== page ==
There is no 4G in the USA (and anywhere in the world) yet and why earliest 4G network is 2 years away

For those who have been working in the field of wireless communications it’s hardly news: But it was entertaining to see PC Magazine declaring that CES 2011: The Year Mobile Took Over. I can understand the North American (or at least Western World) centric view of people attending shows like CES, but considering the fact that it’s been almost 10 years we surpassed the 1 Billion mark for worldwide mobile subscriptions, it’s rather amusing to see such declarations. Considering there are only 800 Million Internet hosts as opposed to 5.5 Billion mobile devices as of the end of 2010, I believe the supremacy of mobile technologies as the prime driver for computing and communications fields has been settled long time ago.

Ongoing marketing wars in North America to call various technologies as 3G or 4G is another source of amusement. It is quite fascinating that marketing teams in mobile operators work so hard on achieving that coveted 4G designation. I believe apart from a small group of people indulged in techno-babble, majority of public doesn’t care whether a technology is called as third or fourth generation. Ultimately customers pick and choose devices, services, operators based on their perceived value: Benefits of being connected for the amount of money they spend. However, the designation of 4G carries four attributes that eventually make a significant difference in that perceived value provided by a technology:

  • Least important of these attributes is the peak throughput, that gets the biggest press
  • Quality that determines factors like latency and duration of service interruption due to mobility (impact of handovers)
  • Adaptability in various environments (such as indoors, outdoors and high mobility)
  • Total system capacity that determines the unit cost per bit (or per voice call minute) delivered to a user

During the last 15-20 years, ever since 2G systems with data capabilities started appearing in the marketplace, peak throughput has been designated as the prime marketing figure to explain the prowess of a given wireless technology. Many in the technology press started throwing numbers like 2 Mb/s or 100 Mb/s as the sole criterion for technology generation designation.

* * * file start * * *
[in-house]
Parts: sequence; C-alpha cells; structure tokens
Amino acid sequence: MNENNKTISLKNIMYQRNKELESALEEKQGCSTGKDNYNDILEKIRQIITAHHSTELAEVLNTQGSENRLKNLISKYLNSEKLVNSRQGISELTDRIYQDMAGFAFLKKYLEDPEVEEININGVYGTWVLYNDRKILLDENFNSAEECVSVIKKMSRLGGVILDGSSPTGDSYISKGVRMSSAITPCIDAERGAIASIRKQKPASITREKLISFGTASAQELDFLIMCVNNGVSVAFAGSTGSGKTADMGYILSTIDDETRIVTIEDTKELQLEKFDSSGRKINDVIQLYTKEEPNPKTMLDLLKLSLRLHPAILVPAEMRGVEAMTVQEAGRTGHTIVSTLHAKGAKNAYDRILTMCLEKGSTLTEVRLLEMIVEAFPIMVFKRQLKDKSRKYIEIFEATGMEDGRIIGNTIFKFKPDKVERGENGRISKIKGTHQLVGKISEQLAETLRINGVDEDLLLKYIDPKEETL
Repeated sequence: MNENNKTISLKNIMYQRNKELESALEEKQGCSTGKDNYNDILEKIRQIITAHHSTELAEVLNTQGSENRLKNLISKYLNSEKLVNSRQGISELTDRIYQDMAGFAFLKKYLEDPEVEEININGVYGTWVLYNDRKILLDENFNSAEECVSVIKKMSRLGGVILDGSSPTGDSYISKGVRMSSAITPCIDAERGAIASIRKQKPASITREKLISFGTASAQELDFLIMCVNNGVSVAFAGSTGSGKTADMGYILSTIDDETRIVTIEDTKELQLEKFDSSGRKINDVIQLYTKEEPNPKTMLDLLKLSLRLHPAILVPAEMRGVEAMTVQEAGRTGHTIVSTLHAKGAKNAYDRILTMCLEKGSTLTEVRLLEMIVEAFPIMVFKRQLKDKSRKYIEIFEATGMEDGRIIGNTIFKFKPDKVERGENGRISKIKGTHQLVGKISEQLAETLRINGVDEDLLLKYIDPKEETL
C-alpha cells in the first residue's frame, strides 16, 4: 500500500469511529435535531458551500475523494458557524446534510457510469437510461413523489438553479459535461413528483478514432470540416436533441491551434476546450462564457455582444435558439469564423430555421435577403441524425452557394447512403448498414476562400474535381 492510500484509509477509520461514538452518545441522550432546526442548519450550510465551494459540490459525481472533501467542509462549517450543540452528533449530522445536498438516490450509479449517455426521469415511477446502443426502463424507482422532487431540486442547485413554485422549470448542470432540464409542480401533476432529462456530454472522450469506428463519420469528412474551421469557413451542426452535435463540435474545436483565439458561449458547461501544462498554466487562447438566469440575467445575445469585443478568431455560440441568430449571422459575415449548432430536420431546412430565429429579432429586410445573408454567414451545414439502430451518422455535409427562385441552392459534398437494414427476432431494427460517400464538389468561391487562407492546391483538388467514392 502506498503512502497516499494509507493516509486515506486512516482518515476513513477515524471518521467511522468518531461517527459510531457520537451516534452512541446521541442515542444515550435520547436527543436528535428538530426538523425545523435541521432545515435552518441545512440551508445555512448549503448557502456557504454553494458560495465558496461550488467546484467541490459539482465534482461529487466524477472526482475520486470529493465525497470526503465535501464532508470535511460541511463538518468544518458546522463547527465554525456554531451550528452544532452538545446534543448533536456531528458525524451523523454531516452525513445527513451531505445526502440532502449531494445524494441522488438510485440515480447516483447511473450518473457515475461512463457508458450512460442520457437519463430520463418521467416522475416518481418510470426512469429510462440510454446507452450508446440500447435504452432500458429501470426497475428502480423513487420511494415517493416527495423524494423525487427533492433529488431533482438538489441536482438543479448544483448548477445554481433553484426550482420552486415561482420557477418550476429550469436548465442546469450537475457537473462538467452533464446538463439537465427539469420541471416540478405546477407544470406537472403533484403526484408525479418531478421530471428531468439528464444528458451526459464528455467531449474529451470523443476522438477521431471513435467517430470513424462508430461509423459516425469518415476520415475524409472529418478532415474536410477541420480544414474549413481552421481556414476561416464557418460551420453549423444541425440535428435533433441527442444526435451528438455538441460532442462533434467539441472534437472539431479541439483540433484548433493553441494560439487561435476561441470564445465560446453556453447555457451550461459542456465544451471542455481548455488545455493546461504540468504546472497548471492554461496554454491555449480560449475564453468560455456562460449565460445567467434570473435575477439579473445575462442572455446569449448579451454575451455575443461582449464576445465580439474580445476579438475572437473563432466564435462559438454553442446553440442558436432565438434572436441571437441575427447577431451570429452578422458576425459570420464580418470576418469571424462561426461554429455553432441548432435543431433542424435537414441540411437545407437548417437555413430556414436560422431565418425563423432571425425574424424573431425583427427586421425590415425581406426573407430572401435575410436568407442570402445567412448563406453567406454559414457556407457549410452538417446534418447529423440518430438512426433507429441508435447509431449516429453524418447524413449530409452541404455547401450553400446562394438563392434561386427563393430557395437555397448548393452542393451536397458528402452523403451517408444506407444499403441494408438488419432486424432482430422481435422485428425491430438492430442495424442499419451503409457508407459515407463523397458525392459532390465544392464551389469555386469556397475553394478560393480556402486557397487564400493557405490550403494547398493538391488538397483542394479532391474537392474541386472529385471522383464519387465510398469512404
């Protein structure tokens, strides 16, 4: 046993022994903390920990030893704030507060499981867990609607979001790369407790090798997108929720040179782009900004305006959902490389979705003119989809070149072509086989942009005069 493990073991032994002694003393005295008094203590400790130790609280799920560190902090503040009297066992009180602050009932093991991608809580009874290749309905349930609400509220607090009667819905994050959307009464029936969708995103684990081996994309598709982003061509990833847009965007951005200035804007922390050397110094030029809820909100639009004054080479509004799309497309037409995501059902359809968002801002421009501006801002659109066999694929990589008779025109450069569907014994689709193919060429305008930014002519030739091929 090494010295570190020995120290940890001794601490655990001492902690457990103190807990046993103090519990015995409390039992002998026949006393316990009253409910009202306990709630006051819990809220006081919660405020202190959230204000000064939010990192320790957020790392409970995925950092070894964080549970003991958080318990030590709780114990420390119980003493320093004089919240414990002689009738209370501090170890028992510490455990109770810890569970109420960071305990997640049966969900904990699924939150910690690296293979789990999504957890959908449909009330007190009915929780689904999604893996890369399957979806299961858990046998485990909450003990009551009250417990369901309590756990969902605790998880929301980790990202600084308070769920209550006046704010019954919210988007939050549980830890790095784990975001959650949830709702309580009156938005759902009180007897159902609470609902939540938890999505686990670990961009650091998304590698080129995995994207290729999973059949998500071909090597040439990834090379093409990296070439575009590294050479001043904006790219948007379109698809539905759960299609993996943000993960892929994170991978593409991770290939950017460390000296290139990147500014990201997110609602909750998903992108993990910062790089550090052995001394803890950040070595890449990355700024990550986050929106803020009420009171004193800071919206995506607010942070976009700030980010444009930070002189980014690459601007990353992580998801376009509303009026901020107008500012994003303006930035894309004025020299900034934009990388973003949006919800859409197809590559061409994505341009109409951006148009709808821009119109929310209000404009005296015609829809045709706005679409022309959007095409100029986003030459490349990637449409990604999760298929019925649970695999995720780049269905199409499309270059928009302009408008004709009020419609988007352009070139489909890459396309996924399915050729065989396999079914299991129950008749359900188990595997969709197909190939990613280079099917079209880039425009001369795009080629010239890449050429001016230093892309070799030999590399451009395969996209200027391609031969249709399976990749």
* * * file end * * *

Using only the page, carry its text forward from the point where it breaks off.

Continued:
Back in early 1990s, International Telecommunications Union (ITU) has developed the criteria for IMT-2000. Two widely adopted 3G standards W-CDMA and CDMA2000 fulfilled the IMT-2000 requirements including the original throughput objectives (384 kbit/s full mobility and 2 Mb/s nomadic use) while making other significant improvements in total system capacity, spectral efficiency, service quality, and ultimately reducing the unit cost significantly.

For the 4G designation (IMT-Advanced) ITU has adopted a similar set of criteria while setting the bar substantially higher. Following are the essential requirements for a technology to be considered as 4G by ITU, as described in ITU-R M.2134 Recommendation:

  1. Cell spectral efficiency
  2. Peak spectral efficiency
  3. Bandwidth
  4. Cell edge user spectral efficiency
  5. Latency
  6. Mobility
  7. Handover
  8. VoIP capacity

A more detailed description of 4G criteria and specific thresholds are in the following table:

Based on these thresholds, none of the wireless technologies, including LTE from Verizon and MetroPCS, HSPA+ from AT&T and T-Mobile and WiMax from Sprint and Clearwire can be considered as 4G technology, as they are deployed in 2011. Here is why:

  • For HSPA+, main limitations are spectral efficiency, bandwidth and latency. As of today, there are no HSPA+ networks along with publicly available MIMO capable devices (HSPA+ category 16). Few Dual Carrier networks (such as Telstra since mid-2010 and T-Mobile planned for 2011) with category 24 devices provide a peak spectral efficiency of 4.2 bit/s/Hz while the cell spectral efficiency level being around 1.5 bit/s/Hz for the Dual Carrier networks (assuming only category 24 devices). Even though the standards (3GPP release 10) already allow up to 20 MHz bandwidth, neither AT&T nor T-Mobile have enough suitable spectrum to have such large channels in a single band. Instead as recently proposed by NSN, HSPA+ standards will be extended to aggregate carriers in two different bands. Certainly the feasibility of terminals with such capability remains to be seen. On the latency front, HSPA+ cut the user plane latency dramatically but it is still measured to be around 30-40 ms (round-trip delay) for best networks.
  • For LTE, being a much newer revolutionary technology, technology designers tried to improve the spectral efficiency by heavy use of MIMO. LTE networks have been deployed with 2*2 MIMO from the start. This allowed the spectral efficiency to be boosted up, reaching peak spectral efficiency of 7.3 bit/s/Hz (10 MHz) while the cell spectral efficiency level of 1.8 bit/s/Hz (10 MHz). Even though LTE was defined for channelizations of 20 MHz, 700 MHz band isn’t large enough for such large bands to be assigned to a single operator. Probably this is the major motivator for AT&T to buy as much spectrum as it can in the lower 700 MHz band in the recent months. Based on the results from Verizon network, LTE user plane delay looks comparable to T-Mobile HSPA+ network.
  • WiMax is fairly comparable to LTE in terms of spectral efficiency, and delay capabilities since they share the same multiple access scheme and use similar modulation, and coding schema. Similar to LTE, WiMax also uses 2*2 MIMO. WiMax latency profile is similar to LTE due to flatter network compared to HSPA+ but recent experiences on Sprint network (round trip delays ranging between 100-140 ms) tells us it is quite far from ITU targets.

Even though none of these technologies are fulfilling the ITU 4G criteria, each one has an evolution path to get there:

  • HSPA+ is being expanded to allow 40 MHz channelization with 4*4 MIMO capability that allows it to achieve 16.8 bit/s/Hz peak spectral efficiency. Details about how to achieve the other targets are all part of the release 11 that will be completed by the end of 2012. Assuming an 18-month development cycle, we may see an ITU 4G criteria compliant network based on the evolved HSPA+ by mid-2014 assuming that operators can find 40 MHz of spectrum in two bands and manage to get 4*4 MIMO implemented successfully in terminals.